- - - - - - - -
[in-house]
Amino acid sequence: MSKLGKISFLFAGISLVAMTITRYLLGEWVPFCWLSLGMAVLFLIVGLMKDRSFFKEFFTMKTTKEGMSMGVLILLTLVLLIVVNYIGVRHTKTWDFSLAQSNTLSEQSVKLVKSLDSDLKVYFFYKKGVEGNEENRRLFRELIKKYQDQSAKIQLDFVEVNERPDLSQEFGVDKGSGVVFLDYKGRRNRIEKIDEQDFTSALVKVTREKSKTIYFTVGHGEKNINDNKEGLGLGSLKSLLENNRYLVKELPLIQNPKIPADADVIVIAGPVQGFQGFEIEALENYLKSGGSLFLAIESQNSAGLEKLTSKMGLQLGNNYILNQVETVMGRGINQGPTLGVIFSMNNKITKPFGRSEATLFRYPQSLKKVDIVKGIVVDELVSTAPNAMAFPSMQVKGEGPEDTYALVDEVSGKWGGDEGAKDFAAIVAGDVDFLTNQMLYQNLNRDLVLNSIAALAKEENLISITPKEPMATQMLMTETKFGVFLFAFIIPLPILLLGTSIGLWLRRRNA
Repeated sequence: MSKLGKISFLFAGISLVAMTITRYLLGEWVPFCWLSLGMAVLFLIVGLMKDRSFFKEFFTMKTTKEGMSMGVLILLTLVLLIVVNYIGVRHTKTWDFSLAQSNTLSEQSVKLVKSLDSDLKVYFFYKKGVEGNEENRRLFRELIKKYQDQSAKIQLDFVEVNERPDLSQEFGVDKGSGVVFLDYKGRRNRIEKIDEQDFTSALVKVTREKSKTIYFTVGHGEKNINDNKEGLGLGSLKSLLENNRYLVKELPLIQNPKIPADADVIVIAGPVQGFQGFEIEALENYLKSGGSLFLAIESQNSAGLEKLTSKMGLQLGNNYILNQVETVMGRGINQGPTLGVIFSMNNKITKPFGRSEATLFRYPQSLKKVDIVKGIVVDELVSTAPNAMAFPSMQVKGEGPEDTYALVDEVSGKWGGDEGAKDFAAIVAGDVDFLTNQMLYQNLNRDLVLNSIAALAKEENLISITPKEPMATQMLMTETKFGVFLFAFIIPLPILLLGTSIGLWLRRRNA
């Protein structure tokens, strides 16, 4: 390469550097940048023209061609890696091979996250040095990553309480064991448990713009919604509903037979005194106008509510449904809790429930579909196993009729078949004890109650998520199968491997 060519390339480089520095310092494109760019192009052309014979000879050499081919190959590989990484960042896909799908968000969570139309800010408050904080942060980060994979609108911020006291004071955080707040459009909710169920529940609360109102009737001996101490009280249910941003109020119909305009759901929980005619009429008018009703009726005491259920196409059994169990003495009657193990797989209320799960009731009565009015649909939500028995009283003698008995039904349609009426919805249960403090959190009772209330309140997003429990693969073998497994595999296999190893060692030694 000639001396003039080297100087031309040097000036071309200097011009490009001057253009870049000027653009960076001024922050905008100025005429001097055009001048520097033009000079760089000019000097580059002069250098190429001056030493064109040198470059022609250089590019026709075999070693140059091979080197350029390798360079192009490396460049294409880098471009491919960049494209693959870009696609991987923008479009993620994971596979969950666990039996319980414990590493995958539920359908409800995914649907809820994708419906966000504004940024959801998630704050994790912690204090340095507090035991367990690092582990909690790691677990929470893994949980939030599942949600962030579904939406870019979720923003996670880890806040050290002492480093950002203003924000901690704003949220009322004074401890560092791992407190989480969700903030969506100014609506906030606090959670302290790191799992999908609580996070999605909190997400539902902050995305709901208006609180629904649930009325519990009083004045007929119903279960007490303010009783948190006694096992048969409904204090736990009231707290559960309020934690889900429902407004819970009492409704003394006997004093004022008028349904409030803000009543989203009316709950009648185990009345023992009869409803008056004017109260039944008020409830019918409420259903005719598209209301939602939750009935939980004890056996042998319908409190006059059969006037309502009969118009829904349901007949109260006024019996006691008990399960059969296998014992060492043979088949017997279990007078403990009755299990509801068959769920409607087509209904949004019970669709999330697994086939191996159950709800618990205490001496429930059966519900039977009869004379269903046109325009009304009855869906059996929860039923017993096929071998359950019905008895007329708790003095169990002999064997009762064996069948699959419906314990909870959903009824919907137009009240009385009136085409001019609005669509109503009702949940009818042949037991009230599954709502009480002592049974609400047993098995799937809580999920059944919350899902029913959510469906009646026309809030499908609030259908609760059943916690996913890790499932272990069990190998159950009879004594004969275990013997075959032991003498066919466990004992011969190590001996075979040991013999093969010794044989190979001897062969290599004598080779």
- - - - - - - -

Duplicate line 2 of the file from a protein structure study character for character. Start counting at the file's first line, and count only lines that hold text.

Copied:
Amino acid sequence: MSKLGKISFLFAGISLVAMTITRYLLGEWVPFCWLSLGMAVLFLIVGLMKDRSFFKEFFTMKTTKEGMSMGVLILLTLVLLIVVNYIGVRHTKTWDFSLAQSNTLSEQSVKLVKSLDSDLKVYFFYKKGVEGNEENRRLFRELIKKYQDQSAKIQLDFVEVNERPDLSQEFGVDKGSGVVFLDYKGRRNRIEKIDEQDFTSALVKVTREKSKTIYFTVGHGEKNINDNKEGLGLGSLKSLLENNRYLVKELPLIQNPKIPADADVIVIAGPVQGFQGFEIEALENYLKSGGSLFLAIESQNSAGLEKLTSKMGLQLGNNYILNQVETVMGRGINQGPTLGVIFSMNNKITKPFGRSEATLFRYPQSLKKVDIVKGIVVDELVSTAPNAMAFPSMQVKGEGPEDTYALVDEVSGKWGGDEGAKDFAAIVAGDVDFLTNQMLYQNLNRDLVLNSIAALAKEENLISITPKEPMATQMLMTETKFGVFLFAFIIPLPILLLGTSIGLWLRRRNA